The Maslow’s theory of Hierarchy Needs: Abraham Maslow developed a need based theory of motivation. People are extraordinary complex creatures with many motives for behaviors on and off the job. Maslow (1954) identified and analyzed five basic needs which he believed underlay all human behaviors, these needs relate to physiology (the needs for food water, air, shelter, clothing and sex) security (safety, the absence of illness), society or affiliation (friendship, interaction, love) esteem (respect and recognition), and self-actualization (the ability to reach one’s potentials). These are perceptions for higher performance and productivity of individuals. Before Maslow, most managers assumed that money primarily motivated people. With Maslow’s work, managers can evaluate their own actions, their companies conduct and their individual philosophies about people. Maslow’s needs theory presented a workable motivation framework for managers.

Mc Gregory’s Hygiene Theories X and Y An unmet need can frustrate an employee and make him unproductive. Douglas McGregor published the human side of enterprise in 1960. In it, he explained that managers operate from one or two basic assumptions about human bahaviour. Theory X and Y The first theory, the view traditionally held about employees, portrayed workers in organization as being lazy and needing to be coerced, controlled and directed. The second described people as McGregor thought them to be:, responsible, willing to learn and given the proper incentives inherently motivated to exercised ingenuity and creativity Mc Gregory holds the view that the traditional way of treating people regarding them as unthinking, uncertain robots – must changes. Indeed McGregor stressed that only changing these assumptions could managers tap workers or laborer’s vast talents. He emphasized that what matters was how people were treated and valued in their work setting. He went further by advising managers to give employees a chance to contribute, take, control and responsibility familiarity with theories of motivation allows a manager an educated view point from which to consider how to develop workers, captive commitment and develop a positive work environment.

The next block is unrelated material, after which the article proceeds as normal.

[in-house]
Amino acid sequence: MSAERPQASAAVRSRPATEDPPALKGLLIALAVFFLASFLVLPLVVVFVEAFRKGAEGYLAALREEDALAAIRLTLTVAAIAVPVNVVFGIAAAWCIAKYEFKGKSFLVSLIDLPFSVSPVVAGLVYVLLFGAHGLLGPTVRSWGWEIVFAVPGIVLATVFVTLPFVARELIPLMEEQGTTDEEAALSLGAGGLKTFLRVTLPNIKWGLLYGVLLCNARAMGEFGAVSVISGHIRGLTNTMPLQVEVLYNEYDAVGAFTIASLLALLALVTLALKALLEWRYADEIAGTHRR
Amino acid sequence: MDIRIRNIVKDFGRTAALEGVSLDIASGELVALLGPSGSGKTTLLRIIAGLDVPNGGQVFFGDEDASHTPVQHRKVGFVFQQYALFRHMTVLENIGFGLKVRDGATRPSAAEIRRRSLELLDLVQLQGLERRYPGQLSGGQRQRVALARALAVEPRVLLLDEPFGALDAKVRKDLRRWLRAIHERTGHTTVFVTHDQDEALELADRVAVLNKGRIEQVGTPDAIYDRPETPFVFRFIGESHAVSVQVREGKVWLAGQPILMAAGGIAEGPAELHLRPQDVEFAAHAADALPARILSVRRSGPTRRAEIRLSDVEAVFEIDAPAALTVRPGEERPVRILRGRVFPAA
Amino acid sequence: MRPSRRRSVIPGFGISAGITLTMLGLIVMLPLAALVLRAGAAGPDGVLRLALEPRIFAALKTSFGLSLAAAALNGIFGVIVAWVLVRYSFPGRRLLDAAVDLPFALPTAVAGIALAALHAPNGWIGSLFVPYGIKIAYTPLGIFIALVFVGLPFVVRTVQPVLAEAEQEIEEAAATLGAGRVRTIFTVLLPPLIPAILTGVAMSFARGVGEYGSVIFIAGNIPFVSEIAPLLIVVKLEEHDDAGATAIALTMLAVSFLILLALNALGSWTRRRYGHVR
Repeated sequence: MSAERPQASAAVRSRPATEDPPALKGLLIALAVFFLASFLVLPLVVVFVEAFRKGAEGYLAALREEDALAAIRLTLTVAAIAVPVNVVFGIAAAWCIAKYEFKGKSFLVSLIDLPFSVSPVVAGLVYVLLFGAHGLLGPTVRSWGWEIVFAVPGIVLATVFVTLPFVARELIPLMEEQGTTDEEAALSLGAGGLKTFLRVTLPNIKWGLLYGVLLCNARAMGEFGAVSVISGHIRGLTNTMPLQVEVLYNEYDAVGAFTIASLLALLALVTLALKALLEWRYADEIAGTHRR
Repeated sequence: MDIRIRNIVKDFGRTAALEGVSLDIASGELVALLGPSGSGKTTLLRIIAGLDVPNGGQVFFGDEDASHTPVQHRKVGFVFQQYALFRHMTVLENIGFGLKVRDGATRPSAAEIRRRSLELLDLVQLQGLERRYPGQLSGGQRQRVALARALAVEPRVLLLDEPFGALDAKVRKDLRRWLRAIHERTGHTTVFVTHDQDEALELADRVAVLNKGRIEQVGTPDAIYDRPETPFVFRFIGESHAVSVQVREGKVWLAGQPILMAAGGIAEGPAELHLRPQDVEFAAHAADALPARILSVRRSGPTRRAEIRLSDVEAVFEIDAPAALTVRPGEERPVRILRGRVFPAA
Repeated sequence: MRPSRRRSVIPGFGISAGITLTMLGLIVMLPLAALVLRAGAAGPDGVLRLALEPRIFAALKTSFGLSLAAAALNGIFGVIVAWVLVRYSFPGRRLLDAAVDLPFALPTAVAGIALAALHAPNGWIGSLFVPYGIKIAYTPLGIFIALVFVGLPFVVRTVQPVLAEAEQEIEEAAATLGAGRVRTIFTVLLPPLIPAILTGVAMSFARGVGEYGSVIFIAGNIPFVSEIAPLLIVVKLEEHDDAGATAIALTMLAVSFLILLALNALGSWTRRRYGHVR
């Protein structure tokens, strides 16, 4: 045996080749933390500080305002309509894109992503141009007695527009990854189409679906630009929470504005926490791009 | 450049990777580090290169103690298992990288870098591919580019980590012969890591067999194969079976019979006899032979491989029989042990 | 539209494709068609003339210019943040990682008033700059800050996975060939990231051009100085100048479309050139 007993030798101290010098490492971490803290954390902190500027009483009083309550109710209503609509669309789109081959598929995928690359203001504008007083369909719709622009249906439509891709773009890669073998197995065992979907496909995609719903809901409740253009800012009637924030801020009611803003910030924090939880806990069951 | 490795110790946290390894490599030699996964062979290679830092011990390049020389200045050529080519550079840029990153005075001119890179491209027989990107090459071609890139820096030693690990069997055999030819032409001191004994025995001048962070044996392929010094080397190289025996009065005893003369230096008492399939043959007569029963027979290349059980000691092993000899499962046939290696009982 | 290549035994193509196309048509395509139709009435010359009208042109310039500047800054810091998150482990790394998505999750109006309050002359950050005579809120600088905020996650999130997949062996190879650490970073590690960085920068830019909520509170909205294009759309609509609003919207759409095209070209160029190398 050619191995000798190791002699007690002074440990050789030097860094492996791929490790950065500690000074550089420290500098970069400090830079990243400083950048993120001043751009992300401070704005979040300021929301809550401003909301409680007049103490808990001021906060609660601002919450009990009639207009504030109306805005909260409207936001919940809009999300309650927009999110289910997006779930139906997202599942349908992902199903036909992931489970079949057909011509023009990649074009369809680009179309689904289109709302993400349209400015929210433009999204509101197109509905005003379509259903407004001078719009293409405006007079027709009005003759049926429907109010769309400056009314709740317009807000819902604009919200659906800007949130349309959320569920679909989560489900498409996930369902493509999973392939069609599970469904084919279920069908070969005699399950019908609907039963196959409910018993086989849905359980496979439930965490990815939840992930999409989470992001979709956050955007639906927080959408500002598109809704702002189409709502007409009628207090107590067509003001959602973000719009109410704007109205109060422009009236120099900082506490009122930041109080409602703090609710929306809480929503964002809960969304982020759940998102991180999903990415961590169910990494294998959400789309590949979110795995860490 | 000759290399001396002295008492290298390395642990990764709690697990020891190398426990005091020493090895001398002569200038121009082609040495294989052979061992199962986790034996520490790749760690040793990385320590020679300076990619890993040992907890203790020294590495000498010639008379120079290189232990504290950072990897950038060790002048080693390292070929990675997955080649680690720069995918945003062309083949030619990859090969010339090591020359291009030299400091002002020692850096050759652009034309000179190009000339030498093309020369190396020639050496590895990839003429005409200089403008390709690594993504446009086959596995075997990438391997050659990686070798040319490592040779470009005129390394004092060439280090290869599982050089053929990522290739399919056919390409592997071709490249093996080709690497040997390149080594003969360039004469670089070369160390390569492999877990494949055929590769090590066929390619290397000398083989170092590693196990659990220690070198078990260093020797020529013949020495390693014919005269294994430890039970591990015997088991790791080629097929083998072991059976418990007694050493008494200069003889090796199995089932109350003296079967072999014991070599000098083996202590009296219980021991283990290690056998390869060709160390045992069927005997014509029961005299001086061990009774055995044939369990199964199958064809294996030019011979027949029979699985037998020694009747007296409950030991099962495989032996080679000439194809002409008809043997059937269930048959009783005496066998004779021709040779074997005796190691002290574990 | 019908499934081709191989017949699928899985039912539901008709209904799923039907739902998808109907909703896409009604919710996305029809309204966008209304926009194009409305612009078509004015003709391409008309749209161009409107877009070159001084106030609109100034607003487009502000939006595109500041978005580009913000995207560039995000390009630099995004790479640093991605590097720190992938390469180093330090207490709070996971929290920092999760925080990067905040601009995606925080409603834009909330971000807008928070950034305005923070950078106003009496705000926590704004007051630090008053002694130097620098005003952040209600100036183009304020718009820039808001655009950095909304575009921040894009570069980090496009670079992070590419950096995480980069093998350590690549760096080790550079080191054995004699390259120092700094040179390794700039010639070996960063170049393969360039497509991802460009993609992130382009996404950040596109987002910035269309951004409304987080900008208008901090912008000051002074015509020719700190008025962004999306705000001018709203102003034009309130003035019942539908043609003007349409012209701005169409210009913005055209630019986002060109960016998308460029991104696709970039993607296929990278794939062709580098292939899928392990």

Table 1. Assumption about workers according to theory X and Y  

 Theory X Theory Y

Human being basically dislike to Most human beings find work as

Work and avoid it whenever possible. National as play or rest and develop an attitude towards work based on their experience with it.

Because most people dislike working, they have to be closely supervised threatened with punishment to reach objectives. Most people have little creativity. They are not capable of solving problems. Rather they must be directed. People do not need to be threatened with punishment; they will work voluntarily towards organizational objectives to which they are committed.